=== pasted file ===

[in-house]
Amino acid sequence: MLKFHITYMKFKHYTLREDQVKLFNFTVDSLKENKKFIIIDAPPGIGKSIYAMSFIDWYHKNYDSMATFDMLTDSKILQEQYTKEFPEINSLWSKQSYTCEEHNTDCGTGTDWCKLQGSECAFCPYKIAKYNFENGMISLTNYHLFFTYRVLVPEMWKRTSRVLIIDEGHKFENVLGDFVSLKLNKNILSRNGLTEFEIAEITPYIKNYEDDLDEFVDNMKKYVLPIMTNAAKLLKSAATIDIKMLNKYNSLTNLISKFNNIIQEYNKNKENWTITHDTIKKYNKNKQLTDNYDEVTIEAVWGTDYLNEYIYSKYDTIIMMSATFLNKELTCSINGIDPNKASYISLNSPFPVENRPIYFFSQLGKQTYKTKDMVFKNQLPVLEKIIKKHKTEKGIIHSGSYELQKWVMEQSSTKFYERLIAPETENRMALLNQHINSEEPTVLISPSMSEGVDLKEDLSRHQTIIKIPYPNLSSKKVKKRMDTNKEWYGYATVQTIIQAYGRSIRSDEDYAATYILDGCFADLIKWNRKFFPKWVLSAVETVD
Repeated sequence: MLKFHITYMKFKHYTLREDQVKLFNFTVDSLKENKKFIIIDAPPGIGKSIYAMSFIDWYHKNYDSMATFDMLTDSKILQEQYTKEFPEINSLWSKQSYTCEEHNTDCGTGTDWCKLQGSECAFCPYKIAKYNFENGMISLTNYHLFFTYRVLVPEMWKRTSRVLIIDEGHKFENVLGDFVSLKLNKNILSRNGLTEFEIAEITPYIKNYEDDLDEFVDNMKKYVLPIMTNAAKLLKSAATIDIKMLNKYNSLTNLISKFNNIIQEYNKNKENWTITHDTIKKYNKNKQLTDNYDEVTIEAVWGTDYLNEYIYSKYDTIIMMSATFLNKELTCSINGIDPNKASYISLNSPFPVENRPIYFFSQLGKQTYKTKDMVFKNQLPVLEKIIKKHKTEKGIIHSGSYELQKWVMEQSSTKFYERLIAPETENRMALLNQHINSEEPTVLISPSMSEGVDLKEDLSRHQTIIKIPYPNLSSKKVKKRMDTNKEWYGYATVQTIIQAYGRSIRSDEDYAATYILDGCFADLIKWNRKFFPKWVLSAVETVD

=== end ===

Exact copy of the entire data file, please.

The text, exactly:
[in-house]
Amino acid sequence: MLKFHITYMKFKHYTLREDQVKLFNFTVDSLKENKKFIIIDAPPGIGKSIYAMSFIDWYHKNYDSMATFDMLTDSKILQEQYTKEFPEINSLWSKQSYTCEEHNTDCGTGTDWCKLQGSECAFCPYKIAKYNFENGMISLTNYHLFFTYRVLVPEMWKRTSRVLIIDEGHKFENVLGDFVSLKLNKNILSRNGLTEFEIAEITPYIKNYEDDLDEFVDNMKKYVLPIMTNAAKLLKSAATIDIKMLNKYNSLTNLISKFNNIIQEYNKNKENWTITHDTIKKYNKNKQLTDNYDEVTIEAVWGTDYLNEYIYSKYDTIIMMSATFLNKELTCSINGIDPNKASYISLNSPFPVENRPIYFFSQLGKQTYKTKDMVFKNQLPVLEKIIKKHKTEKGIIHSGSYELQKWVMEQSSTKFYERLIAPETENRMALLNQHINSEEPTVLISPSMSEGVDLKEDLSRHQTIIKIPYPNLSSKKVKKRMDTNKEWYGYATVQTIIQAYGRSIRSDEDYAATYILDGCFADLIKWNRKFFPKWVLSAVETVD
Repeated sequence: MLKFHITYMKFKHYTLREDQVKLFNFTVDSLKENKKFIIIDAPPGIGKSIYAMSFIDWYHKNYDSMATFDMLTDSKILQEQYTKEFPEINSLWSKQSYTCEEHNTDCGTGTDWCKLQGSECAFCPYKIAKYNFENGMISLTNYHLFFTYRVLVPEMWKRTSRVLIIDEGHKFENVLGDFVSLKLNKNILSRNGLTEFEIAEITPYIKNYEDDLDEFVDNMKKYVLPIMTNAAKLLKSAATIDIKMLNKYNSLTNLISKFNNIIQEYNKNKENWTITHDTIKKYNKNKQLTDNYDEVTIEAVWGTDYLNEYIYSKYDTIIMMSATFLNKELTCSINGIDPNKASYISLNSPFPVENRPIYFFSQLGKQTYKTKDMVFKNQLPVLEKIIKKHKTEKGIIHSGSYELQKWVMEQSSTKFYERLIAPETENRMALLNQHINSEEPTVLISPSMSEGVDLKEDLSRHQTIIKIPYPNLSSKKVKKRMDTNKEWYGYATVQTIIQAYGRSIRSDEDYAATYILDGCFADLIKWNRKFFPKWVLSAVETVD